Veröffentlichungsnummer | US20150042392 A1 |

Publikationstyp | Anmeldung |

Anmeldenummer | US 13/959,787 |

Veröffentlichungsdatum | 12. Febr. 2015 |

Eingetragen | 6. Aug. 2013 |

Prioritätsdatum | 6. Aug. 2013 |

Auch veröffentlicht unter | EP3030915A1, EP3030915A4, US9692391, WO2015020729A1 |

Veröffentlichungsnummer | 13959787, 959787, US 2015/0042392 A1, US 2015/042392 A1, US 20150042392 A1, US 20150042392A1, US 2015042392 A1, US 2015042392A1, US-A1-20150042392, US-A1-2015042392, US2015/0042392A1, US2015/042392A1, US20150042392 A1, US20150042392A1, US2015042392 A1, US2015042392A1 |

Erfinder | Curt R. Dunnam |

Ursprünglich Bevollmächtigter | Linear Research Associates, Inc. |

Zitat exportieren | BiBTeX, EndNote, RefMan |

Patentzitate (4), Referenziert von (1), Klassifizierungen (8), Juristische Ereignisse (1) | |

Externe Links: USPTO, USPTO-Zuordnung, Espacenet | |

US 20150042392 A1

Zusammenfassung

Apparatus for implementing Adjustable Compensation Ratio (ACR) active shielding or control of physical fields (magnetic, electric, electromagnetic, acoustic, etc.), comprising the addition of a secondary internal feedback loop within a conventional primary closed feedback loop topology. Compensation-ratio transfer function order and coefficients adjustment permits accommodating frequency-dependent and frequency-independent effects within a Protected Volume when a system field sensor or sensor array is not at the exact location where external field interference must be optimally canceled. A Laplace polynomial term precisely sets this parameter in a supplementary feedback link by modeling the frequency-dependent characteristic of an Interacting Medium without deleterious effect on other desirable primary closed-loop characteristics. The inventive ACR can be used in advanced active cancellation for magnetic shielding purposes.

Ansprüche(31)

a) an axial subsystem comprising first physical field sensing means performing as a first summation node in an Operational Volume of space, preamplification and bandshaping filters representable by a Laplace transform function, a secondary summation node, an adjustable post-amplifier, and an output power driver for providing a compensating physical field and corresponding constant attenuation coefficient per axis;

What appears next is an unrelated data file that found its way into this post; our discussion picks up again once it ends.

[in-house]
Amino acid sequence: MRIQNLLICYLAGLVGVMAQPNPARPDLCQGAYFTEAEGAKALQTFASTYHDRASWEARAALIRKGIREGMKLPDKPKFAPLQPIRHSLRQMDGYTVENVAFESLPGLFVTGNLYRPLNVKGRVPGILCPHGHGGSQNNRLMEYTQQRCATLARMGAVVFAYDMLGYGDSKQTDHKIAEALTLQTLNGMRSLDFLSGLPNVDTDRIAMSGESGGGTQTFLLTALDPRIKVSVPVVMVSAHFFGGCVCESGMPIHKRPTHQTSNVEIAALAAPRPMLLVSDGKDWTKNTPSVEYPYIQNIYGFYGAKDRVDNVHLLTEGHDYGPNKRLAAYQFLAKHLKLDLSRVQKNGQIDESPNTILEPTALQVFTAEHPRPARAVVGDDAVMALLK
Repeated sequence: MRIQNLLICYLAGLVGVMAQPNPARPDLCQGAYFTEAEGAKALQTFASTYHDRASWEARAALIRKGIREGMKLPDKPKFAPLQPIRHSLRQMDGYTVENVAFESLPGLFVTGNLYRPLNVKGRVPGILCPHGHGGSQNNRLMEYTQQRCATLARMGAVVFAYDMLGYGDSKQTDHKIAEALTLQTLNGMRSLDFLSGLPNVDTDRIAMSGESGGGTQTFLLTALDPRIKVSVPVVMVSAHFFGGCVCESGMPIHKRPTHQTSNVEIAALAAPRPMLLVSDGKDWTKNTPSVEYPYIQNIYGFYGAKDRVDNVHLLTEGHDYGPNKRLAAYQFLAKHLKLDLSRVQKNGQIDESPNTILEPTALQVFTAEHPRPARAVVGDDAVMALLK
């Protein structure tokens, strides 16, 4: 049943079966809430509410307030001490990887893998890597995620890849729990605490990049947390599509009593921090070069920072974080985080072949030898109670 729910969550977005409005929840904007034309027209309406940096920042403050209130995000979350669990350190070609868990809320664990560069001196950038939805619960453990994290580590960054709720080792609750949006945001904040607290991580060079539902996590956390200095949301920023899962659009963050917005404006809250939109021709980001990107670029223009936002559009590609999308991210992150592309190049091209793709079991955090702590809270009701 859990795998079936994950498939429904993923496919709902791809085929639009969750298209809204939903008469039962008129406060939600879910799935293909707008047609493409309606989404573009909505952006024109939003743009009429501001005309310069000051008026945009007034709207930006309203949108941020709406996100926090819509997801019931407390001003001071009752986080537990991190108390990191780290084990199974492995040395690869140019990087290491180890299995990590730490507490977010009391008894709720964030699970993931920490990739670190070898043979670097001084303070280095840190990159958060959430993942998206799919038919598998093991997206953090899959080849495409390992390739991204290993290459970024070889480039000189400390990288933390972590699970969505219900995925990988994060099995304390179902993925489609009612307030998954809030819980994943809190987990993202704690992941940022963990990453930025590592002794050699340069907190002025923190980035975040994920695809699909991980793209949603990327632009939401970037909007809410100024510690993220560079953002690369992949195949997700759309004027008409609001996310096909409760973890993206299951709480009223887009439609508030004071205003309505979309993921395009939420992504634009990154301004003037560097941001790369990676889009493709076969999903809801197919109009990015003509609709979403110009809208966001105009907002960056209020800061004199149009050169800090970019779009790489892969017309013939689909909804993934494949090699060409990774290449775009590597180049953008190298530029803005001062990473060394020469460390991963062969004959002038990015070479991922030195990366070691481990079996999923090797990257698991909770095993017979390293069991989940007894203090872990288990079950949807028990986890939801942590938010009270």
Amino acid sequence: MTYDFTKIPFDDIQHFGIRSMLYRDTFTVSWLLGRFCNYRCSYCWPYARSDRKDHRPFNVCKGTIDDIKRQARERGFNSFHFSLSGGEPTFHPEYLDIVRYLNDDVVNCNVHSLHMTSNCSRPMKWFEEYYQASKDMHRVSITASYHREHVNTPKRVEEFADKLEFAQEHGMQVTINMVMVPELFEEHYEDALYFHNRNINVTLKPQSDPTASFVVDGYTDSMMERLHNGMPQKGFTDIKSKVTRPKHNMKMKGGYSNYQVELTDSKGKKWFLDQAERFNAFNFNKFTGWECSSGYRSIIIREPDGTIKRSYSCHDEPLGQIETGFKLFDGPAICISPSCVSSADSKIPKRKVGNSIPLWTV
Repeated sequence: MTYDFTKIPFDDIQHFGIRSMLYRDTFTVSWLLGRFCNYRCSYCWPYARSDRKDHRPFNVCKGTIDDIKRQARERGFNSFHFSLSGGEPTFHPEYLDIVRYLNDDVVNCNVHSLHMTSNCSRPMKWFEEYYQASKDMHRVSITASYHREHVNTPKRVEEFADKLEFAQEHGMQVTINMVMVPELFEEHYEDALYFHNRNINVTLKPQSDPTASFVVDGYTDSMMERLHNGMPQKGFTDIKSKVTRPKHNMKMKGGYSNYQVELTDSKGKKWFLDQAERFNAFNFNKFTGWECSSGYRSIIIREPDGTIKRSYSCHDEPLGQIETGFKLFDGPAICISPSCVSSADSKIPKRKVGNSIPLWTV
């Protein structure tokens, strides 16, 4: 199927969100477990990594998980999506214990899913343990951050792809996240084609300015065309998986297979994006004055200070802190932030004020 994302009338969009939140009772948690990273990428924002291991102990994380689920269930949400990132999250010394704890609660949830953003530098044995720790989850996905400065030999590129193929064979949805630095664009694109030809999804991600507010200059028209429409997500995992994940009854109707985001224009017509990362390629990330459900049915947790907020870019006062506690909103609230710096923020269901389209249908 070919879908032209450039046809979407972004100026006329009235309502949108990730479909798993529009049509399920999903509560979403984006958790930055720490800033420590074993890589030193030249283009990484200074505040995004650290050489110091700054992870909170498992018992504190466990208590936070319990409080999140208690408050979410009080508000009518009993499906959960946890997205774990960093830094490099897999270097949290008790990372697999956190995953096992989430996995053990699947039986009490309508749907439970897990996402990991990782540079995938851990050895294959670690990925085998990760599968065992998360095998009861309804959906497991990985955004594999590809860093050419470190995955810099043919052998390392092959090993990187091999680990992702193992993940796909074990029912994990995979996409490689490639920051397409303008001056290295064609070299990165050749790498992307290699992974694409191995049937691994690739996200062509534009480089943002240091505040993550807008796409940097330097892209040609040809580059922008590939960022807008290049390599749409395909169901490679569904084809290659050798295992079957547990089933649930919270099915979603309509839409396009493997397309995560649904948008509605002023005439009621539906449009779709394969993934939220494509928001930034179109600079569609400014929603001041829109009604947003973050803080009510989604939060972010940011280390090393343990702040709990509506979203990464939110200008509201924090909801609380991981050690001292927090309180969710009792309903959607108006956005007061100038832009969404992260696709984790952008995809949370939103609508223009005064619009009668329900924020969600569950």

b) parametric extraction means for generating a first ratiometric offset signal; and

c) a supplementary direct loop operatively connected to said first summation node, said supplementary direct loop including said secondary summation node for receiving said first ratiometric offset signal to correct for environmental alteration of the compensating signal.

a) an axial subsystem comprising first physical field sensing means performing as a first summation node in said Operational Volume of space, preamplification and bandshaping filters representable by a Laplace transform function, a secondary summation node, an adjustable post-amplifier, and an output power driver for providing a compensating physical field and corresponding constant attenuation coefficient per axis;

b) parametric extraction means for generating a first ratiometric offset signal;

c) a supplementary direct loop operatively connected to said first summation node, said supplementary direct loop including said secondary summation node for receiving said first ratiometric offset signal to correct for environmental alteration of the compensating signal; and

d) an external input signal channel operatively connected to said secondary node for receiving a parametric control signal for establishing a parametrically-defined physical field within the said Protected Volume of space.

a) an axial subsystem comprising first physical field sensing means performing as a first summation node in said Operational Volume of space, preamplification and bandshaping filters representable by a Laplace transform function, a secondary summation node, an adjustable post-amplifier, and an output power driver for providing a compensating physical field and corresponding constant attenuation coefficient per axis;

b) parametric extraction means for generating a first ratiometric offset signal;

c) a supplementary direct loop operatively connected to said first summation node, said supplementary direct loop including said secondary summation node for receiving said first ratiometric offset signal to correct for environmental alteration of the compensating signal; and

d) an external input signal channel operatively connected to said secondary node for receiving a parametric control signal for establishing a defined physical field within said Protected Volume of space,

Beschreibung

- [0001]The present invention relates to Adjustable Compensation Ratio (ACR) negative-feedback loop topologies and, more particularly, to an ACR apparatus for adjusting or compensating magnetostatic, electrostatic, electromagnetic, acoustical or other types of physically influential fields.
- [0002]In certain scientific, engineering and medical fields, it is important to provide closed-loop parametric adjustment, control, or compensation of a physical field within an Operational Volume (OV). The adjusted, controlled or compensated field may exist within a sub-space of the OV defined herein as the Protected Volume (PV), where the PV is partially shielded from the adjusting, controlling or compensating field generating element(s) and also from the field parametric feedback sensor by an intervening, Interacting Medium (IM). An IM is an interval or region of material, of any phase or combination of phases, i.e., solid, liquid, gas or plasma, that physically interacts with site interfering and compensating, or alternatively, controlled fields.